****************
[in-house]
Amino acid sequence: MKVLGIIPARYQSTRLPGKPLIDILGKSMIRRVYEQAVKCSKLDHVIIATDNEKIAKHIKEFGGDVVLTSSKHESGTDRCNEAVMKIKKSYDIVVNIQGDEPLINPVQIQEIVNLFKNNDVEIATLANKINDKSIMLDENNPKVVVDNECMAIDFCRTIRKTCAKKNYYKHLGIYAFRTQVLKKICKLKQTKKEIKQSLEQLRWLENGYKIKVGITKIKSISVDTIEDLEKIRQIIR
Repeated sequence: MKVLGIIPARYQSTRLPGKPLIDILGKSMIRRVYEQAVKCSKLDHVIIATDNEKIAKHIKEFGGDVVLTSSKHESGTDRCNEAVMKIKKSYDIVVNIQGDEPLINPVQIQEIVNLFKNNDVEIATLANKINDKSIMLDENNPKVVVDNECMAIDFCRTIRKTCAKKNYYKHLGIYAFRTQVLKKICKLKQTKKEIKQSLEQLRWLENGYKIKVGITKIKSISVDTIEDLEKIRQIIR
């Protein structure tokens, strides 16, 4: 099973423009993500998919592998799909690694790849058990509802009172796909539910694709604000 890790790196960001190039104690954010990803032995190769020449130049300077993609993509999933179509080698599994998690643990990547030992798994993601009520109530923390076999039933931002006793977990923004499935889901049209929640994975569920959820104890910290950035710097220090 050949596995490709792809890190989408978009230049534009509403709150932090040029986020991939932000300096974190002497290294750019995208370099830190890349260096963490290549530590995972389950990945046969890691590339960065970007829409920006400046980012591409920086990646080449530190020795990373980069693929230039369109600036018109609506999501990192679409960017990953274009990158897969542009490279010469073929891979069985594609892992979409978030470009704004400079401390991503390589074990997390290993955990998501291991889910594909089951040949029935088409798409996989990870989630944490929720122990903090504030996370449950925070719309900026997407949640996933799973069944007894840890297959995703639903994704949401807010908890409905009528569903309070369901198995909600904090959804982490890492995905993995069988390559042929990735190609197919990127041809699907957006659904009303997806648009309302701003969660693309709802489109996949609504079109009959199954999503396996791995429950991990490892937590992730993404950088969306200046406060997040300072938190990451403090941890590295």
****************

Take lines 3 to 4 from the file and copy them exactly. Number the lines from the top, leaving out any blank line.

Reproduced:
Repeated sequence: MKVLGIIPARYQSTRLPGKPLIDILGKSMIRRVYEQAVKCSKLDHVIIATDNEKIAKHIKEFGGDVVLTSSKHESGTDRCNEAVMKIKKSYDIVVNIQGDEPLINPVQIQEIVNLFKNNDVEIATLANKINDKSIMLDENNPKVVVDNECMAIDFCRTIRKTCAKKNYYKHLGIYAFRTQVLKKICKLKQTKKEIKQSLEQLRWLENGYKIKVGITKIKSISVDTIEDLEKIRQIIR
């Protein structure tokens, strides 16, 4: 099973423009993500998919592998799909690694790849058990509802009172796909539910694709604000 890790790196960001190039104690954010990803032995190769020449130049300077993609993509999933179509080698599994998690643990990547030992798994993601009520109530923390076999039933931002006793977990923004499935889901049209929640994975569920959820104890910290950035710097220090 050949596995490709792809890190989408978009230049534009509403709150932090040029986020991939932000300096974190002497290294750019995208370099830190890349260096963490290549530590995972389950990945046969890691590339960065970007829409920006400046980012591409920086990646080449530190020795990373980069693929230039369109600036018109609506999501990192679409960017990953274009990158897969542009490279010469073929891979069985594609892992979409978030470009704004400079401390991503390589074990997390290993955990998501291991889910594909089951040949029935088409798409996989990870989630944490929720122990903090504030996370449950925070719309900026997407949640996933799973069944007894840890297959995703639903994704949401807010908890409905009528569903309070369901198995909600904090959804982490890492995905993995069988390559042929990735190609197919990127041809699907957006659904009303997806648009309302701003969660693309709802489109996949609504079109009959199954999503396996791995429950991990490892937590992730993404950088969306200046406060997040300072938190990451403090941890590295």